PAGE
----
Keywords: R&D Policy; Mining; Economies of scale; Chile.
Accelerating the Technological Life Cycle through Convergence: Trends from Herbal Medicine Patents and Insights from Case Studies in Asia Pacific
by Hon-Ngen Fung, Chan-Yuan Wong
Abstract: Research and innovation play a major part in affecting technological convergence, which in turn plays a key role in the advancement of the technological life cycle. In this paper, we present an evolutionary perspective of how patent keyword clusters evolve in different phases of the technological life cycle of the herbal medicine sector. We map the trajectory of the technological life cycle and correlate this with snapshots of patent cluster landscapes. Evidence of convergence of modern biotechnological methods with existing herbal medicine innovations was observed, which leads to the strengthening of patent clusters and penetration of herbal medicine into novel niches. The emergence of universities is also discussed as significant latecomers in patenting activities, which is evidence of a long incubation period for the commercialization of university research in herbal medicine. We propose this methodology as a means to gauge the trajectory and anticipate revolutions in the technology life cycle of the herbal medicine industry, in order to study innovation patterns and facilitate convergence in the long run.
Keywords: convergence; technological life cycle; herbal medicine; patents; innovation.
Obstacles to Innovation in Selected Indian Manufacturing Firms
by Seenaiah K, Badri Narayan Rath
Abstract: This paper examines various factors that hamper the innovation activities in selected Indian manufacturing firms. To achieve this, we collect data from 190 manufacturing firms located in Hyderabad and Bengaluru cities through a primary survey. Our results based on field survey reveal that factors such as uncertain outcomes from the future innovations, cost of innovation, lack of qualified labor, and lack of appropriate source of finance were largely attributed to slow down the innovation activities in Indian firms. Further empirical results based on probit regression convey that the firms entering into export markets are able to overcome the obstacles. The overall findings of the study is a wake up call for the policy makers for making strategies to strengthen the innovative/ R&D projects that provides the greater avenues to stimulate the manufacturing performance. Apart from the R&D constraints and lack of skilled labor, financial sources cannot be ignored which has a greater impact in shaping the national innovation systems.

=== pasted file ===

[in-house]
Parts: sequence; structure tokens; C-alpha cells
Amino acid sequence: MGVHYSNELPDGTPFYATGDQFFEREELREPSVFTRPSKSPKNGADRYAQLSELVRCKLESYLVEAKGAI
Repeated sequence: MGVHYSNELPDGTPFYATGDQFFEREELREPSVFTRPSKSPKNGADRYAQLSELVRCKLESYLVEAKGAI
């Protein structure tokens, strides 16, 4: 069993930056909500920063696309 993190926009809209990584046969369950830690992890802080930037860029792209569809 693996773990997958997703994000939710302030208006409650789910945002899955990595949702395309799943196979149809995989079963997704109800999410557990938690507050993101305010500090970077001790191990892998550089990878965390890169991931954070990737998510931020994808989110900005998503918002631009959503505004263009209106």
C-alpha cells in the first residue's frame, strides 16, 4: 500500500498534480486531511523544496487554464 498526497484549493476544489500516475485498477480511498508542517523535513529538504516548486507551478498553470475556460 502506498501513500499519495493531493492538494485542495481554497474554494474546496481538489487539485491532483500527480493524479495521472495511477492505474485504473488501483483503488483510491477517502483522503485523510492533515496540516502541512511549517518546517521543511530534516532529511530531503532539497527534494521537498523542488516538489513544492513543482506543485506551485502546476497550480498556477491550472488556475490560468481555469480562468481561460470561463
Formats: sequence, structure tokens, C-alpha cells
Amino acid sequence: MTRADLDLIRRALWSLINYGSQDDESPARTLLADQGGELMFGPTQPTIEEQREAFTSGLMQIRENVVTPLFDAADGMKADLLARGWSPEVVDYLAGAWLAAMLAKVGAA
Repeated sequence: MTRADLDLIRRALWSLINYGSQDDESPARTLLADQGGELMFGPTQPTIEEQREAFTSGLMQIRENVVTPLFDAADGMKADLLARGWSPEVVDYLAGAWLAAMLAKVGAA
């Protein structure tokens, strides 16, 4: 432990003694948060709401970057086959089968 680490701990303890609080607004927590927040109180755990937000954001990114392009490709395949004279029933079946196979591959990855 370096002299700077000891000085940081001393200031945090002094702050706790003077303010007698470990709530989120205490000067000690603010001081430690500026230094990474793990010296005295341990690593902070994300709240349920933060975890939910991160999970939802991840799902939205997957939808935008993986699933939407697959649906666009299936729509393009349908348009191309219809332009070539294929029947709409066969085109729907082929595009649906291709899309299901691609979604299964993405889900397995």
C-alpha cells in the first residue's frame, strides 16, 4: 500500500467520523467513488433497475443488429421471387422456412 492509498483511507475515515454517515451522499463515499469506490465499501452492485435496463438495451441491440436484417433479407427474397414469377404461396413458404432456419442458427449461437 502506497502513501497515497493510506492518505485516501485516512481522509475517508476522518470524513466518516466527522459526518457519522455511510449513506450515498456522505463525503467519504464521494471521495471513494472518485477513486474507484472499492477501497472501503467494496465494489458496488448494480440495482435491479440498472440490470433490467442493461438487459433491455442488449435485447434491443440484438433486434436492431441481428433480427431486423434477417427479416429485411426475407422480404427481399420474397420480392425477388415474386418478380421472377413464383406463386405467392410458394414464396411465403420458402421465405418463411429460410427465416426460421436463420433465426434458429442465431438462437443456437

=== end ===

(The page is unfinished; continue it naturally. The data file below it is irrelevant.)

Keywords: Manufacturing; Innovation; Obstacles; Probit Model.
HOW DO RESEARCH INTENSIVE SYSTEMS EMERGE IN LESS DEVELOPED AREAS? THE CASE OF MECHATRONICS IN THE ITALIAN SOUTHERN REGION APULIA
by Stefano Clò, Massimo Florio, Julie Pellegrin, Emanuela Sirtori
Abstract: Regional innovation systems (RIS) are increasingly emerging in less developed areas. Based on the case study of the mechatronic cluster in the Italian southern region, Apulia, this paper analyzes how institutions have managed to promote the establishment of a RIS in disadvantaged areas. Through a longitudinal analysis over more than half a century, the Apulian case study shows that the creation of this RIS in less developed areas is the result of a dynamic process characterized by a multi-level governance, initially promoted by the central government through a top-down logic, and then integrated by action of local actors through a bottom-up approach. A key role is played by the regionalization of innovation policies and by the strategic action of regional public institutions to promote the interaction among enterprises and universities. Our analysis highlights that several ingredients should simultaneously occur for a regional innovation policy to be effective. Any regional innovation strategy significantly lacking one of these core pre-conditions and ingredients is risky. Policy-makers should carefully study the opportunities and challenges arising from local contexts before embarking in ambitious place-based innovation strategies